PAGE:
Watson’s Biblical & Theological Dictionary - “Genesis 49:10 - The Hebrew text is, "until Shiloh come." All Christian commentators agree, that this word ought to be understood of the Messiah, that is, of Jesus Christ.”


Wikipedia Encyclopedia - Shiloh - The reference to sceptre and the Tribe of Judah has led many people to view this verse as a Messianic prophecy. This interpretation goes back at least as far as the Targum Onkelos in the first century AD.[6] Pentiuc, Eugen J. (2006). Jesus the Messiah in the Hebrew Bible. Paulist Press. p. 108.


Genesis 49:10 became a major messianic text appealed to by the early Church Fathers.[7] Heine, Ronald E. (2007). Reading the Old Testament with the Ancient Church: Exploring the Formation of Early Christian Thought. Baker Academic. pp. 109–110.


Webster’s Revised Unabridged Dictionary - Shiloh - Shi"loh (shī\'b6l), n. [Heb. shīlh, literally, quiet, rest, fr. shālāh to rest.] (Script.) A word used by Jacob on his deathbed, and interpreted variously, as the Messiah," or as the city Shiloh," or as Rest."





The Hebrew text clearly says UNTIL SHILOH COME, and agreeing with the translation found in the King James Bible are Tyndale 1534, the Great Bible 1540, Matthew’s Bible 1549, the Bishops’ Bible 1568, Geneva Bible 1587 - “vntill Shiloh come, and the people shall be gathered vnto him.”, Lesser Bible 1853 - “until Shiloh come, and unto him shall the gathering of the people be.”, Revised Version 1885, Darby 1890, ASV 1901 “SHILOH”, Rotherham’s Emphasized Bible 1902, JPS 1917 (Jewish Publication Society) - “UNTIL SHILOH COME”, New Life Version 1969, Living Bible 1971, The Amplified Bible 1987 - “until Shiloh [the Messiah, the Peaceful One] comes”, the KJV 21st Century Version 1994, Third Millennium Bible 1998, NKJV 1982, the NASB 1960 - 1995 “UNTIL SHILOH COME”, Jubilee Bible 2010 - “UNTIL SHILOH COMES, AND UNTO HIM SHALL BE THE GATHERING OF THE PEOPLE.”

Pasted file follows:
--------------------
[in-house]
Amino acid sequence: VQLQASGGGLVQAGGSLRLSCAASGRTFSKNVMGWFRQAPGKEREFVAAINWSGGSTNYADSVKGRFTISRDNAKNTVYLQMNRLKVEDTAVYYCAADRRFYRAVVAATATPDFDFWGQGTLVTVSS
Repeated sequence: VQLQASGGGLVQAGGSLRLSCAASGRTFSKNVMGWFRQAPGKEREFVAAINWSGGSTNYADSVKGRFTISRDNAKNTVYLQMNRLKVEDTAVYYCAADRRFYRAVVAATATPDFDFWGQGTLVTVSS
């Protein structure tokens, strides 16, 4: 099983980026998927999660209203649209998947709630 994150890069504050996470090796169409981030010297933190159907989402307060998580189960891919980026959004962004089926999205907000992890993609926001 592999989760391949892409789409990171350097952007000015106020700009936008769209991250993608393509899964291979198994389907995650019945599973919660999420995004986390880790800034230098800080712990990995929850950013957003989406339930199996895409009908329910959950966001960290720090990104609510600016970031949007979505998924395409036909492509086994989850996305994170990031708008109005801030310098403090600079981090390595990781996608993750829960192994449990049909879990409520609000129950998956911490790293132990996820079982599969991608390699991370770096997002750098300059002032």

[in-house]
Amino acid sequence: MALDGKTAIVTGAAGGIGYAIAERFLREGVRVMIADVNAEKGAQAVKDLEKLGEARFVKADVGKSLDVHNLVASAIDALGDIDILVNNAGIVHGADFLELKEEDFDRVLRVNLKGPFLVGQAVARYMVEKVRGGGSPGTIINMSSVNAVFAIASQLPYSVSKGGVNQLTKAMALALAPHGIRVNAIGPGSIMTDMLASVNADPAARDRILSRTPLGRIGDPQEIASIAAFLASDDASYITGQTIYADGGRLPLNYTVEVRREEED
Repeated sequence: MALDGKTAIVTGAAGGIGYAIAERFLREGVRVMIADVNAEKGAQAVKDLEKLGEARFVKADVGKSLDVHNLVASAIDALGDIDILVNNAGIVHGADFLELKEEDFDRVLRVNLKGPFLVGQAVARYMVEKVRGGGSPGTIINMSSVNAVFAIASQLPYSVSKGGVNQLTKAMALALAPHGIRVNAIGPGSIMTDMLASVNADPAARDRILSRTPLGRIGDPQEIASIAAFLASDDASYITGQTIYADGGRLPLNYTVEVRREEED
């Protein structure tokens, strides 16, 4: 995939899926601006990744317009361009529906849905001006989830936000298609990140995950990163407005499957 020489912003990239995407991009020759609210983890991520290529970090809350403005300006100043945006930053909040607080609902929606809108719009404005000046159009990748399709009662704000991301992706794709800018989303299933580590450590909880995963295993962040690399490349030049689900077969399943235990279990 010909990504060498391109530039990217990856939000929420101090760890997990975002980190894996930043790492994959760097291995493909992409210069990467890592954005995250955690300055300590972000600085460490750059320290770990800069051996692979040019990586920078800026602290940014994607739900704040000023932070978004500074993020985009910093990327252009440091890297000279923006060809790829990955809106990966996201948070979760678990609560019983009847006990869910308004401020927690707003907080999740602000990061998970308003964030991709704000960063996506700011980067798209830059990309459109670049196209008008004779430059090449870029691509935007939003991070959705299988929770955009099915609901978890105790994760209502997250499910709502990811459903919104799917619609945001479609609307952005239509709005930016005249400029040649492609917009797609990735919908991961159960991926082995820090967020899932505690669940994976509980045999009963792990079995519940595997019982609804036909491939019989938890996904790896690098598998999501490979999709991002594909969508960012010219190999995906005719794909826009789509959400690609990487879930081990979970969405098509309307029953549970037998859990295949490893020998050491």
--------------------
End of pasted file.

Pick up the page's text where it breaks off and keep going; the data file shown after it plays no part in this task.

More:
Other English Bibles that also read SHILOH are The Word of Yah 1993, God’s Word Translation 1995, God’s First Truth 1999, Sacred Scriptures Family of Yah 2001, The Judaica Press Complete Tanach 2004 - “UNTIL SHILOH COMES, AND TO HIM WILL BE A GATHERING OF PEOPLES.”, Green’s Literal 2005, Context Group Version 2007, the Ancient Roots Translinear Bible 2008, Bond Slave Version 2009, The Holy Scriptures VW Edition 2010, Hebraic Transliteration Scripture 2010 - “UNTIL SHILOH COME, and unto him shall THE GATHERING OF THE PEOPLE BE.”, Online Interlinear 2010 (André de Mol), Biblos Interlinear Bible 2011, Expanded Bible 2011, Orthodox Jewish Bible 2011, Names of God Bible 2011, The Far Above All Translation 2011, Interlinear Hebrew-Greek Scriptures 2012 (Mebust), Lexham English Bible 2012, The Natural Israelite Bible 2012 - “until Shiloh comes”, and The Holy Bible, Modern English Version 2014 - “until Shiloh comes”.  


This online Hebrew Interlinear Old Testament - "until SHILOH COME, and UNTO HIM THE GATHERING OF THE PEOPLE."


Some Weird Translations


Young’s 1898 has - “And a lawgiver from between his feet, Till HIS SEED COME; And his is the obedience of peoples.” 


Common English Bible 2011 (Critical text version) - “The scepter won’t depart from Judah, nor the ruler’s staff from among HIS BANNERS. [a] GIFTS WILL BE BROUGHT TO HIM;  people will obey him.”  Footnote: “his banners” from Samaritan Pentateuch. Hebrew reads “his feet”.